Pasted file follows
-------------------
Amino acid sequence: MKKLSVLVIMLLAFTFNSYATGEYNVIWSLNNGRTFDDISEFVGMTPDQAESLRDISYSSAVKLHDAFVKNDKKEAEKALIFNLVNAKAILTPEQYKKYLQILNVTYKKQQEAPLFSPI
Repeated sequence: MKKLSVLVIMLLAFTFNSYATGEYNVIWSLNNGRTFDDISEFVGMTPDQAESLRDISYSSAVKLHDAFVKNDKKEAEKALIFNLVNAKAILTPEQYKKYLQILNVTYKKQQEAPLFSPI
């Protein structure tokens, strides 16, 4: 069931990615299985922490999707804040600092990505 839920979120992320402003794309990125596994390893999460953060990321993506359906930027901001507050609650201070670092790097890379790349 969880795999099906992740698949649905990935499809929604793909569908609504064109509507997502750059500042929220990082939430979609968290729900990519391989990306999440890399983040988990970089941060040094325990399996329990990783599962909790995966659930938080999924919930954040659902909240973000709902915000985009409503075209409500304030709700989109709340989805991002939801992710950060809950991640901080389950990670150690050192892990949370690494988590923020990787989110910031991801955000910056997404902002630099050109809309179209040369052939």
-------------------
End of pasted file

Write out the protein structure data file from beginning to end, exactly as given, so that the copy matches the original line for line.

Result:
Amino acid sequence: MKKLSVLVIMLLAFTFNSYATGEYNVIWSLNNGRTFDDISEFVGMTPDQAESLRDISYSSAVKLHDAFVKNDKKEAEKALIFNLVNAKAILTPEQYKKYLQILNVTYKKQQEAPLFSPI
Repeated sequence: MKKLSVLVIMLLAFTFNSYATGEYNVIWSLNNGRTFDDISEFVGMTPDQAESLRDISYSSAVKLHDAFVKNDKKEAEKALIFNLVNAKAILTPEQYKKYLQILNVTYKKQQEAPLFSPI
């Protein structure tokens, strides 16, 4: 069931990615299985922490999707804040600092990505 839920979120992320402003794309990125596994390893999460953060990321993506359906930027901001507050609650201070670092790097890379790349 969880795999099906992740698949649905990935499809929604793909569908609504064109509507997502750059500042929220990082939430979609968290729900990519391989990306999440890399983040988990970089941060040094325990399996329990990783599962909790995966659930938080999924919930954040659902909240973000709902915000985009409503075209409500304030709700989109709340989805991002939801992710950060809950991640901080389950990670150690050192892990949370690494988590923020990787989110910031991801955000910056997404902002630099050109809309179209040369052939």